A coward believes he will ever live
A coward believes he will ever live
if he keep him safe from strife:
but old age leaves him not long in peace
though spears may spare his life.
There is a very popular maxim which has been bandied about over the last century or so which states that “violence never solves anything.” The idea is that violence is an inherently bad and immoral thing, and one which should be avoided at all costs. This slogan has been used to demonize and villify the very concept of violence, and is often drilled into the heads of children by parents and schoolteachers. Some of the more extreme proponents of the maxim vehemently oppose any bit of culture which they view as promoting violence, in any way, and their influence has affected everything from children’s cartoon shows to university student regulations, and more.
The claim that “violence never solves anything” is patently stupid.
The American science-fiction author, Robert A. Heinlein, wrote one of the most beautifully succinct and entirely accurate rebuttals to this erroneous maxim that I have ever read. In his incredibly popular novel, Starship Troopers, a history teacher is relating an account of battle when a student chimes in by saying that her mother had always taught her violence never solves anything. The teacher then replied:
Anyone who clings to the historically untrue and thoroughly immoral doctrine that violence never settles anything I would advise to conjure up the ghosts of Napoleon Bonaparte and the Duke of Wellington and let them debate it. The ghost of Hitler could referee and the jury might well be the Dodo, the Great Auk, and the Passenger Pigeon. Violence, naked force, has settled more issues in history than has any other factor, and the contrary opinion is wishful thinking at its worst. Breeds that forget this basic truth have always paid for it with their lives and their freedoms.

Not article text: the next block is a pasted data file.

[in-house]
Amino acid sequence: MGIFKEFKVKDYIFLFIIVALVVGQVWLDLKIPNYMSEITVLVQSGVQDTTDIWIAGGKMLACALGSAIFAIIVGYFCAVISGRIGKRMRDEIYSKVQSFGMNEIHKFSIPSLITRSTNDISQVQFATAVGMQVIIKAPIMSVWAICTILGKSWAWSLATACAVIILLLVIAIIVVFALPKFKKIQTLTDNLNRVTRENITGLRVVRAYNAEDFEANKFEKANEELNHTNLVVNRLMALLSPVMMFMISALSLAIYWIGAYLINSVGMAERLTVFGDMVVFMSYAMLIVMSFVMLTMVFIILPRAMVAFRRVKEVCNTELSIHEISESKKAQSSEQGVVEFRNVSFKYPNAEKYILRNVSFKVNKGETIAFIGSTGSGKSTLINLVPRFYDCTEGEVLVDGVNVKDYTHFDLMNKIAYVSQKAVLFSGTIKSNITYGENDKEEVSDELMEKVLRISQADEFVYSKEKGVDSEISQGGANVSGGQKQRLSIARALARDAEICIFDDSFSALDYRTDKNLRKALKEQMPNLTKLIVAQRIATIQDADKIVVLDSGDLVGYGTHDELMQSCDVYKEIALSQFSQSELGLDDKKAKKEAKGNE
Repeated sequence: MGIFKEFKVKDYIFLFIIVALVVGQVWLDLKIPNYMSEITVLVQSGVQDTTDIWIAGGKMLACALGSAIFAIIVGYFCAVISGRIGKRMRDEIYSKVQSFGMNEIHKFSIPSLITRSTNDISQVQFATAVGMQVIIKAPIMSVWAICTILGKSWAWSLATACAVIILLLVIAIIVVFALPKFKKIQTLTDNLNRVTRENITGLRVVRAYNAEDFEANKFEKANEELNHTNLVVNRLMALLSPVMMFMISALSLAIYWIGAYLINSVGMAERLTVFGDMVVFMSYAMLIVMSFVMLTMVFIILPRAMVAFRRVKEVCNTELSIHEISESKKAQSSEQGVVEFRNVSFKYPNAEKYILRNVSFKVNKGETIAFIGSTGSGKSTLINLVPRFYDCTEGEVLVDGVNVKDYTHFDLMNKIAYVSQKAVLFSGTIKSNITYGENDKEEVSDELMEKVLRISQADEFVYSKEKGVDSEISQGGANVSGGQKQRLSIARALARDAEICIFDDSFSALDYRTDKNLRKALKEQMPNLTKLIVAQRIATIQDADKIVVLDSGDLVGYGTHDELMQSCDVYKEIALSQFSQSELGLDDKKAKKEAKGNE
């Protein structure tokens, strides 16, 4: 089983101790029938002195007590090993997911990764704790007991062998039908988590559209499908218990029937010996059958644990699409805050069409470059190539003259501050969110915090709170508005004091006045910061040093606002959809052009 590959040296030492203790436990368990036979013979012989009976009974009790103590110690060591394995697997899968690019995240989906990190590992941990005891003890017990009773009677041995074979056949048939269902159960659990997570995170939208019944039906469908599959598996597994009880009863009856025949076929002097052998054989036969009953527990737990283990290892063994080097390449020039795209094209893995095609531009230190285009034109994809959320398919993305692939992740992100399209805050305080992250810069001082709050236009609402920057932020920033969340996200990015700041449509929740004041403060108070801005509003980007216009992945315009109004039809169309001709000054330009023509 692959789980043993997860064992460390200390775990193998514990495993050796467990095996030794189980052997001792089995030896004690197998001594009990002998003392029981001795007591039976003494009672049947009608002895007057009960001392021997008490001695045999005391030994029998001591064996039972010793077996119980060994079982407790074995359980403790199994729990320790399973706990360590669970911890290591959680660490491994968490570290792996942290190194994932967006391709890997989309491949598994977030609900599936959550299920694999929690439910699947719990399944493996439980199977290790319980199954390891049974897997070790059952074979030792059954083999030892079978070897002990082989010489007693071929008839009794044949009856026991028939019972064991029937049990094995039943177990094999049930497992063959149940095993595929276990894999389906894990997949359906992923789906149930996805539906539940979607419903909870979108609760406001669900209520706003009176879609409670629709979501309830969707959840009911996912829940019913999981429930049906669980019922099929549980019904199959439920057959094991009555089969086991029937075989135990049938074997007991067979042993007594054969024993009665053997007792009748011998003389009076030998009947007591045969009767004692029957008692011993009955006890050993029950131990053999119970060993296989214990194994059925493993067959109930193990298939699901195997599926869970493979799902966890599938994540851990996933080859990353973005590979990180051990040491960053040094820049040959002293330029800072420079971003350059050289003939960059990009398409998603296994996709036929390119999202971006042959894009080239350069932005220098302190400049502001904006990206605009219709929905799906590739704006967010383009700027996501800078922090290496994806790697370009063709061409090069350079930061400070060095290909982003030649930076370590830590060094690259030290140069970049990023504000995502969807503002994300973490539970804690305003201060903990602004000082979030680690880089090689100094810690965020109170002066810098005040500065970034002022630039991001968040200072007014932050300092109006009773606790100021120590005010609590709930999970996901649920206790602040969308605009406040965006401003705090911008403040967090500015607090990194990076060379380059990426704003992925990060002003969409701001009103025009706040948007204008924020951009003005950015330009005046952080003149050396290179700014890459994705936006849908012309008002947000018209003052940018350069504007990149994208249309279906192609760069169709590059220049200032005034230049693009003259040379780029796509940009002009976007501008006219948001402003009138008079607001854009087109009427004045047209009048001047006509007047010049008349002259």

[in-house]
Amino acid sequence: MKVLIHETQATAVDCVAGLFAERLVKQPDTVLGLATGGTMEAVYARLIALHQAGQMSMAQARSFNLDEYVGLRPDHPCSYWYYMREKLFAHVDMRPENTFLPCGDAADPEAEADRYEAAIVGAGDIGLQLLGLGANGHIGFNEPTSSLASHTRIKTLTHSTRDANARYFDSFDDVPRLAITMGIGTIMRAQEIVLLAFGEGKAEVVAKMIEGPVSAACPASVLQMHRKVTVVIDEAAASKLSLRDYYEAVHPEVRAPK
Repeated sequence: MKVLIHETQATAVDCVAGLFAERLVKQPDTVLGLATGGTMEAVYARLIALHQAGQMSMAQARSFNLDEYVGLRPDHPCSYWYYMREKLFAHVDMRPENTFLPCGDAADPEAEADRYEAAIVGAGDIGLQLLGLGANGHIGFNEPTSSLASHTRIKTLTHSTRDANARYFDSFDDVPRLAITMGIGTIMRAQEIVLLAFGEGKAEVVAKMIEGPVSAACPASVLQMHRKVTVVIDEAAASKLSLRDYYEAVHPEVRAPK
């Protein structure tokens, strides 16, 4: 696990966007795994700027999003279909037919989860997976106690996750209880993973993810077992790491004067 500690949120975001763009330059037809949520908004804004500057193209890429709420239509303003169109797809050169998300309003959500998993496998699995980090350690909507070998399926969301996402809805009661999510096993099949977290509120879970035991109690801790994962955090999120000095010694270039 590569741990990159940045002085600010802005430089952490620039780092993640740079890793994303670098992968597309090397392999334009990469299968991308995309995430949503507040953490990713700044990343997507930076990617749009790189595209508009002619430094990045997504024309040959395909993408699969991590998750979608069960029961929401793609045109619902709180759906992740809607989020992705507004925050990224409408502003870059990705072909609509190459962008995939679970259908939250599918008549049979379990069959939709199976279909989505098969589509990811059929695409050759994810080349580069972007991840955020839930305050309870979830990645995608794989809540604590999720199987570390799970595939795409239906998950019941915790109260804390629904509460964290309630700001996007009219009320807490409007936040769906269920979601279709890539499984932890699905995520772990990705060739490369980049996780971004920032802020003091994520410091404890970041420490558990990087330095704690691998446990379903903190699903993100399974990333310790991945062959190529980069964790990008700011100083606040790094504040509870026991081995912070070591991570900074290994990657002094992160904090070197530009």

This is the essence of the sixteenth stanza of the Hávamál. The coward believes that avoiding violence makes it so that he can live forever. However, it does not take overly long for old age to begin correcting him of such a false view. Avoiding strife doesn’t give you a peaceful life. On the contrary, the coward worries so greatly about trying to avoid such problems that they do not truly know peace. However, the spear can rescue a man from this fate. Knowledge of violence and its methods can allay a man’s fears and spare him a life of worry and fret. Peace is not the absence of violence. Peace is the absence of aggression.
This is certainly not to say that I believe violence is always justified as a means to solving issues. However, there are many scenarios where most people will agree that violence is the most expedient, efficient, and morally just solution. If I see a rabid dog bearing down on a child, violent interdiction is not only an appropriate response, but it may be the best possible response. Violence is not just an offensive tactic. It is impossible to defend oneself from violence without first understanding violence.
As a martial artist, Hávamál 16 rings extremely true. Some of my closest friends are people that try to break my joints and strangle me into unconsciousness, every single day. We are violent people. We attack each other, systematically attempting to dominate one another by strength of force and knowledge of the methods of violence. However, we are also loving, caring, morally upright people. We do not attack each other for the goal of doing harm. Quite the contrary, we try to break each other down for the purposes of building ourselves stronger. Violence makes us better people.
Do not let anyone tell you that violence never solves anything. Violence can save your life, in many more ways than you might realize.